With both these options I had to wonder when I would want such a pack as opposed to a rolling suitcase or trekking backpack. Personally I’m not so much a fan of things that try to do everything and end up doing it all worse than more specialised items, but if you’re not travelling so light these might be better options for you.

The Verdict

For this trip, we’ve both decided to stick with the little rolling suitcases that we have. A big part of this is the fact that we then don’t have to actually buy anything new. Various friends have done Europe before – all have used suitcases (much larger and heavier than ours!) and were pretty much fine. Since we’re travelling quite light it won’t be an issue to carry our suitcases up stairs or along a cobblestone road, and I think I’ll be glad of the ability to just pull my load behind me on smoother pathways. I don’t really care if snobby hostelers dismiss me as a ‘tourist’. I’m glad I looked at trekking backpacks though, because I do want to see South America and more of South East Asia later on and it would be much more handy for those places.

What kind of luggage do you travel with?

5 notes

  1. Carry On suitcase. We’ve walked between our hotel in Paris near Notre Dame and the Eurostar train station easily. Many New York blocks. Subways. Sometimes I think with backpacks it can be harder to move through a crowd because all the bulk is up top on you and other people and you don’t realise you’re bumping people. With a suitcase it can be manouvered around legs more easily. But having said that, I haven’t travelled with a backpack, only a carry on, so I can’t vouch for the other side!

  2. I am having this dilemma at the moment! I already have a small suitcase so it would save me several hundred dollars, plus I have started thinking it might be easier. You have almost persuaded me!!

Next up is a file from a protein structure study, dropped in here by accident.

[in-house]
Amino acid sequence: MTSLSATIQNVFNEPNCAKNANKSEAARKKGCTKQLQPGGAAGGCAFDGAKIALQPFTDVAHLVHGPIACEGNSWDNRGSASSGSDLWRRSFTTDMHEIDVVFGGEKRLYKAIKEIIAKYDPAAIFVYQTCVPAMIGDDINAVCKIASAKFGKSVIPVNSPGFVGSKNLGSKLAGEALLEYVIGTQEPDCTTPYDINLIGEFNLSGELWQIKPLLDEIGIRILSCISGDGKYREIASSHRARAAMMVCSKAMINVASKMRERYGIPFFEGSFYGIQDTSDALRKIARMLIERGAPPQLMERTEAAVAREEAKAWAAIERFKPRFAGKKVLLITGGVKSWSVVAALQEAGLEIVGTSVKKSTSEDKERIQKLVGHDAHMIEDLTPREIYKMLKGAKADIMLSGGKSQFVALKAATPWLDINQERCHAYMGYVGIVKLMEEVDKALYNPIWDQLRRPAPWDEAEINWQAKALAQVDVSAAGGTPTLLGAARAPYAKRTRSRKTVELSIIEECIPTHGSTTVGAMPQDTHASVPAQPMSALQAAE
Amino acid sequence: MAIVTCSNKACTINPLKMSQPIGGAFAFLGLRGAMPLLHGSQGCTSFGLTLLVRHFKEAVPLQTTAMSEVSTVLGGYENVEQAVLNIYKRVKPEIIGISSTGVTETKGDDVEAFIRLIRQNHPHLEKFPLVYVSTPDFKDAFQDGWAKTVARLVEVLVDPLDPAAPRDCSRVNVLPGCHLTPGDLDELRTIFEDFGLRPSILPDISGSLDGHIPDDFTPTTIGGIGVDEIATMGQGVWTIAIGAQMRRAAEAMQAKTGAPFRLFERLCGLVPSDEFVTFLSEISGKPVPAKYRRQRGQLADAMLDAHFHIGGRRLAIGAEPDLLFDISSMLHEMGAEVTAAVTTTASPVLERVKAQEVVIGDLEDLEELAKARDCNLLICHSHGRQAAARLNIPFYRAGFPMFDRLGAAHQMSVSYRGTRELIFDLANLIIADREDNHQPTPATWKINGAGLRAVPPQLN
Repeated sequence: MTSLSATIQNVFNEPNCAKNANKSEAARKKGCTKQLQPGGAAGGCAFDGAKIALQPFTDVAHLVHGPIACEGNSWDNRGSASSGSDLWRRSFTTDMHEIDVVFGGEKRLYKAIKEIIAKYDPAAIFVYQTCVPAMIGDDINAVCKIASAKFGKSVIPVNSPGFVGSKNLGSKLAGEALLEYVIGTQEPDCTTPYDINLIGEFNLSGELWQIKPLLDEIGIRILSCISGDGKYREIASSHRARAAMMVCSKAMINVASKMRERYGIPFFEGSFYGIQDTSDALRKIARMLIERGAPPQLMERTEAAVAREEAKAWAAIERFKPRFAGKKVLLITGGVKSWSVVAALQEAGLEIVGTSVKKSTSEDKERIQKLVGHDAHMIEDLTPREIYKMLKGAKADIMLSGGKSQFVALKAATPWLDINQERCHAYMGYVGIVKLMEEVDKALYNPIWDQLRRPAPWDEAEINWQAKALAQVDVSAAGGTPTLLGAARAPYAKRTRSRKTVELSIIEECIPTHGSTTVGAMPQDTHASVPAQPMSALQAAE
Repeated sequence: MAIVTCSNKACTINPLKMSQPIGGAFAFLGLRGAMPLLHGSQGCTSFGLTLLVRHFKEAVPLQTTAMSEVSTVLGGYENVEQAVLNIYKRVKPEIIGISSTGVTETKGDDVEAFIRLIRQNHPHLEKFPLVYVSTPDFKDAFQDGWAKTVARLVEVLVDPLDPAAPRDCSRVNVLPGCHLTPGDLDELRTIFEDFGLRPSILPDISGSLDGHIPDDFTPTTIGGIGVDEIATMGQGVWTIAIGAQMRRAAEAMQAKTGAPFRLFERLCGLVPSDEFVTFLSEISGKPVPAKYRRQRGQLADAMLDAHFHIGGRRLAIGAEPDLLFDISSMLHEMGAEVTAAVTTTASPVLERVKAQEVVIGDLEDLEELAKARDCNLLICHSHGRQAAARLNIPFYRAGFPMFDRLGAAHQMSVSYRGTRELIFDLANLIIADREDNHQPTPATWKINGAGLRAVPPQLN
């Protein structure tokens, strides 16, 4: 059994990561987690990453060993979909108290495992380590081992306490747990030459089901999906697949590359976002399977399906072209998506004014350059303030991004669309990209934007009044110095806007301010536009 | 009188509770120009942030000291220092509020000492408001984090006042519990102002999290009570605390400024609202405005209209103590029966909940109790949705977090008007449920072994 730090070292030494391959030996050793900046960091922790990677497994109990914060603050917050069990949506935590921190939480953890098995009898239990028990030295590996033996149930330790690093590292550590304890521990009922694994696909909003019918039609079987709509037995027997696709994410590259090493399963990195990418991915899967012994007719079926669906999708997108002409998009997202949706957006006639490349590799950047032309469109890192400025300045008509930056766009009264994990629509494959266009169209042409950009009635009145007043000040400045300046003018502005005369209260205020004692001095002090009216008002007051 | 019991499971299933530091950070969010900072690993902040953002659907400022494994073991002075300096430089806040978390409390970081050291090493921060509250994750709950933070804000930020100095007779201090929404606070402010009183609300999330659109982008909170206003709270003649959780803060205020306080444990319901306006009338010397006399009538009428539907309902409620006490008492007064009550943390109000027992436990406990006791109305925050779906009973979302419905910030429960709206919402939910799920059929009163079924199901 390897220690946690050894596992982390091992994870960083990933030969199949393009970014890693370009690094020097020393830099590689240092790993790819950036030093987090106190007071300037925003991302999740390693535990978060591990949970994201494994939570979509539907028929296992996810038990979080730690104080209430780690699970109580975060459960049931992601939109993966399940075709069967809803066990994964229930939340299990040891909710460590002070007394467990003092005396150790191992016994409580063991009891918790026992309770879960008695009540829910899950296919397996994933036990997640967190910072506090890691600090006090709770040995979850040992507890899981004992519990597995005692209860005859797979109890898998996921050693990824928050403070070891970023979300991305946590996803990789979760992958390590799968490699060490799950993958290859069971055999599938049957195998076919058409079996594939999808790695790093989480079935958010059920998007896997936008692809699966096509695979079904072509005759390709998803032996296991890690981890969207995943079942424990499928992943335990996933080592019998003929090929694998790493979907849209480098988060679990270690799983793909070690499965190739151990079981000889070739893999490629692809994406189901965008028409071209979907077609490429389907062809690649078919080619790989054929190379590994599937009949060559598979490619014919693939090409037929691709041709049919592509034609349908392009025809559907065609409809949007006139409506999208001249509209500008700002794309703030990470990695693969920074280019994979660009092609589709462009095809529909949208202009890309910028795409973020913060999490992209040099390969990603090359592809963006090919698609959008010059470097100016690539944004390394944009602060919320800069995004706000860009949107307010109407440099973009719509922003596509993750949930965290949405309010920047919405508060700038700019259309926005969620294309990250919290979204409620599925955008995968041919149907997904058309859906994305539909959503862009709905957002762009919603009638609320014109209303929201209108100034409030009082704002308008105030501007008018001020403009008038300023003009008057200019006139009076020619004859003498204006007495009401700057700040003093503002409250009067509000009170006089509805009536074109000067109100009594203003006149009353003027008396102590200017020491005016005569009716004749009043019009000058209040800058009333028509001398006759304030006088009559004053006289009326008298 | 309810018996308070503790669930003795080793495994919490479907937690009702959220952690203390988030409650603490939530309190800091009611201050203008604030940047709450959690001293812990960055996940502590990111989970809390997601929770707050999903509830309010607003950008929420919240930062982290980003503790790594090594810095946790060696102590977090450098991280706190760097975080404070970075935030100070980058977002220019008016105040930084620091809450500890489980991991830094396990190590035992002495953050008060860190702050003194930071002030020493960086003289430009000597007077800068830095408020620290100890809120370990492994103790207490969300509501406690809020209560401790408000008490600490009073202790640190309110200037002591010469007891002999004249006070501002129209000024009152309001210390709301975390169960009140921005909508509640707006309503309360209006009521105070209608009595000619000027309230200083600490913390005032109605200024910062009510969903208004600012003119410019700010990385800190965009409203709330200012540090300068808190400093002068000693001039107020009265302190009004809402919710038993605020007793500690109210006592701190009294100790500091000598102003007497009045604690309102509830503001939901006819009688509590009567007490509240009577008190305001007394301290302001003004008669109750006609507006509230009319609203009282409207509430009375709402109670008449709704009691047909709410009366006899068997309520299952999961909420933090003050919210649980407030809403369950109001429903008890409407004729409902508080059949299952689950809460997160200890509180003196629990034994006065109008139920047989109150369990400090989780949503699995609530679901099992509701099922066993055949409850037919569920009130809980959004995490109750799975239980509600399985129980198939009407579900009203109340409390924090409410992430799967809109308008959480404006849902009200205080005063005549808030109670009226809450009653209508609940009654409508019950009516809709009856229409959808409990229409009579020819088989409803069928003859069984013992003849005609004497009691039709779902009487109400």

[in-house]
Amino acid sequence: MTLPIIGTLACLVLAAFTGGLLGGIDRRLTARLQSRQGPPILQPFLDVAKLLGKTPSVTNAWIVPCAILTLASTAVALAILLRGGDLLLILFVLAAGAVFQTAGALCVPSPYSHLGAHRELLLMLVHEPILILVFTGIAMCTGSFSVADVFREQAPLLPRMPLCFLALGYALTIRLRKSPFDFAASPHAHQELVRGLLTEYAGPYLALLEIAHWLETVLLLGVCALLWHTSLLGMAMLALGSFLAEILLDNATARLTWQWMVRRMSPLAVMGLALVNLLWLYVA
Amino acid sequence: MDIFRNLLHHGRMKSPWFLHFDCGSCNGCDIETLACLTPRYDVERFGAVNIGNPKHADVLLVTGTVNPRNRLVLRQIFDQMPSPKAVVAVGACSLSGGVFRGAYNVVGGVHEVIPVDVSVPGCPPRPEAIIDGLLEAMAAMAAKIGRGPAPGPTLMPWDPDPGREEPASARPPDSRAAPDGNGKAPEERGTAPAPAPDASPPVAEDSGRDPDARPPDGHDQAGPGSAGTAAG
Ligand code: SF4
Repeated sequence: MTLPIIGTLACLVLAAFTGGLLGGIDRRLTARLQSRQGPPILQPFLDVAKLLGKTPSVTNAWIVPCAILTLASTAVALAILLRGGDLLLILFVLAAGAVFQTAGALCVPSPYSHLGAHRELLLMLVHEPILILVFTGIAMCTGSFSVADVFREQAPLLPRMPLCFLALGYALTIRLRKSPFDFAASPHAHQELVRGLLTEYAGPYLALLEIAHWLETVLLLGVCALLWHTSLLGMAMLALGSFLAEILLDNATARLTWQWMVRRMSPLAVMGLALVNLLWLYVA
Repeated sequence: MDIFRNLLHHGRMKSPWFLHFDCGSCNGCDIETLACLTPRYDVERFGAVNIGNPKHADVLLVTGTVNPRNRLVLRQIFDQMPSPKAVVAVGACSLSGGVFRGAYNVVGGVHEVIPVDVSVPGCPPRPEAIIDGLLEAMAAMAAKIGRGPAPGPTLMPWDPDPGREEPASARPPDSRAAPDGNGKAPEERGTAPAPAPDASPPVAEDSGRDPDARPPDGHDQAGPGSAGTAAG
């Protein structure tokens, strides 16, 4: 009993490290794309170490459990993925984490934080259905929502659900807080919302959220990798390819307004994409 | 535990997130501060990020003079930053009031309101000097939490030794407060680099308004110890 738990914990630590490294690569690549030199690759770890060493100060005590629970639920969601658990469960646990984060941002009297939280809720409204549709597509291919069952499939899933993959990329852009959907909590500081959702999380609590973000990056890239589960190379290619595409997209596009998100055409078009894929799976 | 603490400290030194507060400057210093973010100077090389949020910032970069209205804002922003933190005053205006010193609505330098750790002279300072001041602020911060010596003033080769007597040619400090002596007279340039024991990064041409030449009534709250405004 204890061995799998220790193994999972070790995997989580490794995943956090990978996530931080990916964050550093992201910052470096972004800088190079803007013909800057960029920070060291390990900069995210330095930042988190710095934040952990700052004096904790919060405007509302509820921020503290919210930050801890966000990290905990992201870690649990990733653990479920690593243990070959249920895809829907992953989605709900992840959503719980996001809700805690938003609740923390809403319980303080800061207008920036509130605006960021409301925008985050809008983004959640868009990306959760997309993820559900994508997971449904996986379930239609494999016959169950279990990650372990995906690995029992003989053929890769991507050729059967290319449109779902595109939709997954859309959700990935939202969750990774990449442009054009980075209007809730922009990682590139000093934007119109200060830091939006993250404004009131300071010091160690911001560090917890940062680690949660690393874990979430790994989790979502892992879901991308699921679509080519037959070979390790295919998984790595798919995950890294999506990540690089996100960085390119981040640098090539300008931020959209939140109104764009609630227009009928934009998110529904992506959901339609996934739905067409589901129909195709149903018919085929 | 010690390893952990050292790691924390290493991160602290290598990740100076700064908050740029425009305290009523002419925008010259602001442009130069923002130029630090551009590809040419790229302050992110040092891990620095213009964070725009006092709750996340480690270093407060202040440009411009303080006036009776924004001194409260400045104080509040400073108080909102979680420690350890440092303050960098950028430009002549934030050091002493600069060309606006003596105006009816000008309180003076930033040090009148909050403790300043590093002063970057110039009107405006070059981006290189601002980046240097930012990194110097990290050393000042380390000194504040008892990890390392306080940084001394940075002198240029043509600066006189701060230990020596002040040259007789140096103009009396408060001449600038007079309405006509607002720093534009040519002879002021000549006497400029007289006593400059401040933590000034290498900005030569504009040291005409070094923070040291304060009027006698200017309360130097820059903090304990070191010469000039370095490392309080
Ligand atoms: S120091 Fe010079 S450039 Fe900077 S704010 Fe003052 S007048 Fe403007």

3. I’ve done two Euro trips with suitcases, and had no issues. Sure, you have to lug it up or down a few staircases and cobblestones are pretty rattling but I’d way rather that then having to carry it EVERYWHERE. Watching my best mate heave her backpack up and down her body so often looked so tiring and annoying.

    I must admit though, the backpacker cred thing does get to me a little hahah. But with a dodgy upper back/shoulders, I have to go suitcases where I can.

    Our next trip will be South America though (very recently decided!)… it hadn’t occurred to me that we will really need packs for the trekking part :S

  4. I was travelling for 6 months last year and started out with a hybrid. It was a backpack that also has wheels. It was a lifesaver until it became too heavy to put on my back so I recommend a small 60L one that you won’t be able to overpack and allow to get too heavy.

    I did travel around europe with a roller, but often we had to drag them up stairs and it was super painful.

    Would highly recommend the hybrids. :)

  5. Lucent – Yep, that’s what I’ve been told – I think a suitcase is ideal for developed countries, even with stairs and cobblestones. Always good to hear more first-hand experiences that confirm it!

    Jennifer – I think it depends so much on where you’re going and what you’re doing! But it sounds like your trip isn’t terribly different to mine? If you have a small suitcase I think you’ll probably be fine :)

    Luc – Yeah, after looking at backpacks The Boy and I were watching some tourists around the city… saw a group with suitcases, and one poor guy with a backpack. He looked so tired, and the suitcase people looked so relaxed! I don’t think a backpack makes sense for Australia or other developed countries, unless you’re actually going trekking. If you’re trekking in South America you will probably want a backpack though!

    Anide – I think I’d consider a hybrid more if I was bringing more stuff with me, but I’m determined to do this trip (and future trips) carry-on style! I can easily lift my filled little suitcase with one hand, which is good because I’m too paranoid about the wheels to drag it over stairs or curbs. The hybrids I saw started at 70L, which is much to big for me!